Women waste pickers took their concerns in front of the public by performing Nukkad Natak in some of the most popular locations in Delhi such as Lodhi Garden, Select City Walk mall, and Dilli Haat- INA. They spoke about their major concerns including the lack of facilities, exposure to diseases and injury, and exposure to arbitrary harassment in the collection, segregation, and sorting of waste.
The women waste pickers addressed serious concerns which include air pollution and health hazards caused by improper management of waste. Topics such as the reduction of landfills, segregation of waste, harassment, health concerns, and the role of the public as well as the waste pickers to make the combined effort in managing waste, as well as reducing their GHG footprint, were all addressed.
The performers were all waste pickers from Safai Sena, a collective of 15000 waste pickers, doorstep waste collectors, itinerant and other small buyers, small junk dealers and other types of recyclers in Delhi.
Also read: The Challenge Of Waste In India: From Environment To Caste
The main occupation of these women is sorting waste that is brought to the home by their family members from the door-to-door collection of waste or from the dhalaos (three-walled concrete structures meant for the collection of garbage from a locality or market). Few women also work as domestic workers for extra income to sustain their households.
The women came together to make their voices heard and for the citizens to see the problems they and their family face while working as waste pickers. These performers attracted the crowd with their songs, and claps as well as with the help of a musical instrument- Dhol which helped them to spread the word.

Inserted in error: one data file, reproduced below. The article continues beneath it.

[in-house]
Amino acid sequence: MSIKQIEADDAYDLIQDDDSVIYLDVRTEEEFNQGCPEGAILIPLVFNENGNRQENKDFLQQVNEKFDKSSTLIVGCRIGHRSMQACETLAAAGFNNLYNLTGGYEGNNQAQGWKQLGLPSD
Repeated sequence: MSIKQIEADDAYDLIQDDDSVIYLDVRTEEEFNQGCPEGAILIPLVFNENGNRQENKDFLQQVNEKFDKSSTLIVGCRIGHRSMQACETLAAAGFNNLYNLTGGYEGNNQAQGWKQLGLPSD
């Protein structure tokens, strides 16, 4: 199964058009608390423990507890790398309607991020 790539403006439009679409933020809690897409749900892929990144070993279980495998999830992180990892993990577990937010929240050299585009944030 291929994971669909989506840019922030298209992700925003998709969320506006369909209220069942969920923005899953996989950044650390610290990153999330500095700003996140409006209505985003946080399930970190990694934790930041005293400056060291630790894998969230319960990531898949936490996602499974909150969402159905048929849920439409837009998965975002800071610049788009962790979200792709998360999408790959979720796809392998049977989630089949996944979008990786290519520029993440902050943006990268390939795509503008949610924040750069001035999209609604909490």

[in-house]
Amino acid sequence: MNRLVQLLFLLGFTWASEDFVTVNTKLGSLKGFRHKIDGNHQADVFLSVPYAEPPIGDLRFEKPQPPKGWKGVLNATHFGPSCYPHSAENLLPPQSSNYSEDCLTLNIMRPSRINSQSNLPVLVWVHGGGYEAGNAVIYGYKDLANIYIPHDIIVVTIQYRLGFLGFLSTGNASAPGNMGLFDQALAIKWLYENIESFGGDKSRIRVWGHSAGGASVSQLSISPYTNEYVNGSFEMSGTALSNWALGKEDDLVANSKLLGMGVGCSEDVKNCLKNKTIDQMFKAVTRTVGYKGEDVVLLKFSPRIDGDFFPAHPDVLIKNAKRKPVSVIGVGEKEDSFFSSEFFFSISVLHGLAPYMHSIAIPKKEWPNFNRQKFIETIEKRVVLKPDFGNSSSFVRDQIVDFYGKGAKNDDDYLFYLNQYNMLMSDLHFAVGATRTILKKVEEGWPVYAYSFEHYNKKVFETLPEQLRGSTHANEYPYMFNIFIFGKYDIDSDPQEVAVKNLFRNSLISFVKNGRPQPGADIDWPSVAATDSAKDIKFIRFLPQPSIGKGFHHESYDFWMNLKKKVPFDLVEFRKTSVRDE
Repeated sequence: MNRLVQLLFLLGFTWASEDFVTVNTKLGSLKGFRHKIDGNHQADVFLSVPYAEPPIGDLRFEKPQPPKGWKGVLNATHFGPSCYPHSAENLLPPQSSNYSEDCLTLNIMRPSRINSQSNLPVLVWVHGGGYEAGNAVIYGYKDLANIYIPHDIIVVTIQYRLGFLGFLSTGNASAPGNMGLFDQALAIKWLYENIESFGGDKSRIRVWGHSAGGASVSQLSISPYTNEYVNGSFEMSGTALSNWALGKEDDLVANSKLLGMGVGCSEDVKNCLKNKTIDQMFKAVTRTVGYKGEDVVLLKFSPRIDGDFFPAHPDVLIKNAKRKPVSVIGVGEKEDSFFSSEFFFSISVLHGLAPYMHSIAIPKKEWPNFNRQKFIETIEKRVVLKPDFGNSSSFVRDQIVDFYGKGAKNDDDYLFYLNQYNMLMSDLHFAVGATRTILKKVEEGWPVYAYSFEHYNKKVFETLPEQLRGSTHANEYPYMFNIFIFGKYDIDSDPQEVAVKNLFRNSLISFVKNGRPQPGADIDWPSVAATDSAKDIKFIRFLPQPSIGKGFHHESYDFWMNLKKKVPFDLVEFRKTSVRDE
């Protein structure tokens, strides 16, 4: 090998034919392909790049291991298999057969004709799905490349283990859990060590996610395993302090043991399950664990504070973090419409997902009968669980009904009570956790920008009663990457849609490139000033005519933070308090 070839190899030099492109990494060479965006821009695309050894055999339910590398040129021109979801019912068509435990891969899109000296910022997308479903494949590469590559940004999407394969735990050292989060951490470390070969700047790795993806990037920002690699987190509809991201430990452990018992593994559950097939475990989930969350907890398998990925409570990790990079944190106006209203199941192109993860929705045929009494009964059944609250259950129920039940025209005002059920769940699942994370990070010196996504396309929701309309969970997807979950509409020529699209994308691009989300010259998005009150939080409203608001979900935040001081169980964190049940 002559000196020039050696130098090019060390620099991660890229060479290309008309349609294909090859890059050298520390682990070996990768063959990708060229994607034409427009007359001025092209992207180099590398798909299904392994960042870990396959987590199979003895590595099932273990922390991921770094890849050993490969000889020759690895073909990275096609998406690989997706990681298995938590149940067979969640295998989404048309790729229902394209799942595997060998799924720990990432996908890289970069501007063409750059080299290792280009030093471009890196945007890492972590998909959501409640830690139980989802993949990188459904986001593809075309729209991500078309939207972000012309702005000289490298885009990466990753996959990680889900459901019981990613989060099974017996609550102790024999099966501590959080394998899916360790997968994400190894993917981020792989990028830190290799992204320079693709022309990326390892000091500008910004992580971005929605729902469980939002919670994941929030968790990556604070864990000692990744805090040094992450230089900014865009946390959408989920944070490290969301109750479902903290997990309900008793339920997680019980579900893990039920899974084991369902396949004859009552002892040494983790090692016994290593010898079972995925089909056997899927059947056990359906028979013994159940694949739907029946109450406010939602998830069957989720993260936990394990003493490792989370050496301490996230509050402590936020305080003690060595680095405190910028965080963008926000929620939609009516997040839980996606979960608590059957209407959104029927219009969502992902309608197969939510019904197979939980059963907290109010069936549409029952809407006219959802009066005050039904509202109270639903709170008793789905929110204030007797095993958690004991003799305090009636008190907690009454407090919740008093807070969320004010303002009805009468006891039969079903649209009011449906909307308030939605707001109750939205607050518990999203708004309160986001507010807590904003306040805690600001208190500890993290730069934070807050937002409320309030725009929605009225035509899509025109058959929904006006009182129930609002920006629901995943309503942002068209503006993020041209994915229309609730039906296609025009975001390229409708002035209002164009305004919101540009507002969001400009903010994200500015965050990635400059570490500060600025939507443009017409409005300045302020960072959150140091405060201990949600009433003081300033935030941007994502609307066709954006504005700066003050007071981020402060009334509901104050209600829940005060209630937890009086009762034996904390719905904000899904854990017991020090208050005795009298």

The performers showed their day-to-day problems faced in waste picking, such as the absence of identification cards or uniforms which causes arbitrary harassment by citizens, police, and such authorities for interrogation. They emphasised the crucial role they play in the recovery of waste and reducing pollution. The horrors experienced by the open burning of waste and landfill fire were also highlighted in the play showcasing how the waste pickers are severely exposed to toxins. Open burning of waste releases all kinds of toxic gases, such as methane and carbon dioxide which are huge contributors to air pollution and climate change.
In the play, the women also suggested the role of plastic pollution and its link to climate change and gave solutions to reduce it. Spreading awareness on segregation of waste in blue, green, and red bins depicting organic, dry, and hazardous waste respectively was one of the main motives of the performers.
Also read: Waste Management And Gender Roles: The Need To Address Systemic Gender Stereotypes
Elements such as diseases, soot, heat, and toxic waste were personified by the actors as they came forward to explain the harm that is caused due to the burning of waste in landfills. The crux of the play was that pollution caused by waste, be it air pollution caused by the burning of waste or plastic pollution affects everyone and the environment, not just waste pickers.
Safai Sena with the support of collectives and theatre groups organised a street theatre (Nukkad Natak) called “Kachre pe Charcha” with the aim to spread awareness on waste segregation to combat air pollution caused by mixed waste being dumped in landfills.
Also read: In Rural Haveri, Women Learn To Drive Swaccha Vahini Vehicles & Manage Solid Waste
The translation of the title itself means “Discussion on Waste” which is exactly what the objective of this play was. Takhleeq also developed the script of the nukkad natak based on the inputs given by the participants, Safai Sena and Chintan.
The play concluded with the following lines, “Kooda alag karo, kooda alag karo! Khud swasth raho aur prithvi ko bhi swasth rakho!” (translated as segregate waste, segregate waste! Keep yourself healthy and let the earth be healthy too!) In doing so, the Safai Sena members gave a direct message of recycling and reusing materials that would otherwise end up in landfill and showcased the vital contribution they make in the mitigation of climate change.